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Obama about to be campaigner-in-chief

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President Obama next week will join New Jersey Gov. Jon Corzine for a rally at Rutgers.

 

Corzine faces a tough reelection bid this fall, when just two states (New Jersey and Virginia) hold gubernatorial elections. 

 

The endorsement is likely to give the governor a boost, though Corzine had been a fervent supporter of then-Sen. Hillary Clinton during the 2008 Democratic primary.

 

 

Corzine blogged in a note to supporters that he considers the president “a close friend” and partner:

 

Vice President Biden was already here and got our campaign started with a bang. On July 16th, President Barack Obama will join me at Rutgers University in New Brunswick to help to kick our campaign into a whole new gear. 

After eight long years, we finally have a partner in Washington who shares our values and vision for a more progressive New Jersey.

But we still have more to do, and with a partner in Washington who shares our values and priorities, I’m confident in what we can accomplish in the next four years.

 

Virginia Democrats say a presidential campaign trip for state Sen. Creigh Deeds, the Democratic nominee for governor, is likely to come soon.

 

Last week when Obama was in Northern Virginia for a health care town hall, Deeds was campaigning in Williamsburg. 

 

During the event’s introduction, Obama thanked Gov. Tim Kaine, his friend who he named as chairman of the Democratic National Committee, and freshman Sen. Mark Warner and the other members of Congress in attendance.

 

He didn’t name or offer praise for Deeds, the gubernatorial candidate who is behind in fundraising and name recognition after winning the nomination in a 3-way Democratic primary.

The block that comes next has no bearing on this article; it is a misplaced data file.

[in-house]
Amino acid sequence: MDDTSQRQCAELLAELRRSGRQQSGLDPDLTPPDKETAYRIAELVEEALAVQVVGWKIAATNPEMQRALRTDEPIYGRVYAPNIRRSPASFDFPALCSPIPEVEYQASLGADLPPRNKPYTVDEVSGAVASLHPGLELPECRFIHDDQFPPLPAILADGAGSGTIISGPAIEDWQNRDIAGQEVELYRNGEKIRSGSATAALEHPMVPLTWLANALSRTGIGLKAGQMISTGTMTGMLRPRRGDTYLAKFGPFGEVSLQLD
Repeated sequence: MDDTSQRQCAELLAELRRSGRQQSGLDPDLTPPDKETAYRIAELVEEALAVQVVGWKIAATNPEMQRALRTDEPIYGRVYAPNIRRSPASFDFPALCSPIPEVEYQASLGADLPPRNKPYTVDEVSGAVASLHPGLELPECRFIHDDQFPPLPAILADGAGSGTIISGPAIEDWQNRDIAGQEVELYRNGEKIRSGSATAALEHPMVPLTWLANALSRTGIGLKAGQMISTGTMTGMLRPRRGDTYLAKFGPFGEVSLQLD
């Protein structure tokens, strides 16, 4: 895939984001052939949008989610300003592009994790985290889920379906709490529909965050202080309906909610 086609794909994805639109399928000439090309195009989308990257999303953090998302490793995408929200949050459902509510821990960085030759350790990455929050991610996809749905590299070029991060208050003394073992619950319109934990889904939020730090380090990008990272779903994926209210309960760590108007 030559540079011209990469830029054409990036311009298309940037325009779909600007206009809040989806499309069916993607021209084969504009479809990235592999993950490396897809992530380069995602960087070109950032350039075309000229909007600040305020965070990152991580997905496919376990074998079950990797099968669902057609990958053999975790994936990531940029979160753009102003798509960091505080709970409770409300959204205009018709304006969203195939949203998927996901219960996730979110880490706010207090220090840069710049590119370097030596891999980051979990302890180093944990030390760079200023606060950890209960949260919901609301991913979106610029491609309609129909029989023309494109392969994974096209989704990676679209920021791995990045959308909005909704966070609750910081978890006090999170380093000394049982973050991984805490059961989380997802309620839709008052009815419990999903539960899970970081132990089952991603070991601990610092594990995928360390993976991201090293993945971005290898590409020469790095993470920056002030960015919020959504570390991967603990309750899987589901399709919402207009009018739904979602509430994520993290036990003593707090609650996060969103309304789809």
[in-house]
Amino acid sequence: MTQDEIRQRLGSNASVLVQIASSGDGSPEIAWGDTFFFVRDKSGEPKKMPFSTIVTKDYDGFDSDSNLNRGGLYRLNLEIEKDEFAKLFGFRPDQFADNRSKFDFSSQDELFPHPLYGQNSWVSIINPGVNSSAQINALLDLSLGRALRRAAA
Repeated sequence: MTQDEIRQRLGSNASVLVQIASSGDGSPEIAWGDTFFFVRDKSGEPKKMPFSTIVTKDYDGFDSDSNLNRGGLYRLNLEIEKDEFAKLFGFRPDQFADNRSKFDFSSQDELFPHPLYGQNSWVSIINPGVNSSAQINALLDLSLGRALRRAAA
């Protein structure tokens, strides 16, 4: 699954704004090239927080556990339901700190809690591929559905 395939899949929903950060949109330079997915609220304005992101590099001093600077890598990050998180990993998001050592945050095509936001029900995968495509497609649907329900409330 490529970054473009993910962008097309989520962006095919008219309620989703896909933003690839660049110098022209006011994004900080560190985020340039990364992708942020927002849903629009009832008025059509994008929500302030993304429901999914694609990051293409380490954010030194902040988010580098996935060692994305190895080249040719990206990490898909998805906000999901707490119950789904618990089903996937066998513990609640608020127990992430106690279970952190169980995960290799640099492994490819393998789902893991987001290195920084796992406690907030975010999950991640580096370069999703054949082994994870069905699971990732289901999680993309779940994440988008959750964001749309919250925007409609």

It is possible the president did not want to engage in political activity during an official policy event since the town hall was about health care. Former President Bush used to keep such events separate.

 

When Deeds beat former Delegate Brian Moran and former DNC Chairman Terry McAuliffe in the primary, Obama did ask Virginians to support the new nominee.

 

The president also spoke to Deeds on the phone, telling the Democrat he is “committed to helping him win this November.” The previously deep-red Virginia turned into a battleground state in recent years, and voters backed Obama in both the primary and general election in 2008.

 

But Deeds’ GOP rival, former Attorney General Bob McDonnell, will have plenty of help as well. The Post speculated Monday Sarah Palin will likely be coming to the Old Dominion along with a host of other top national Republicans.

 

Also worth noting, the president’s star power is still valuable, as evidenced by Sen. Chris Dodd’s Twitter feed.

 

 

Dodd used to have as his profile image a photo of himself at the dais leading one of his Banking Committee hearings. 

 

But the embattled Connecticut Democrat recently switched it to this image of a friendly moment at the White House.

 

 

A larger version:

 

 

 

 

— Christina Bellantoni, White House correspondent, 
The Washington Times

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Christina Bellantoni

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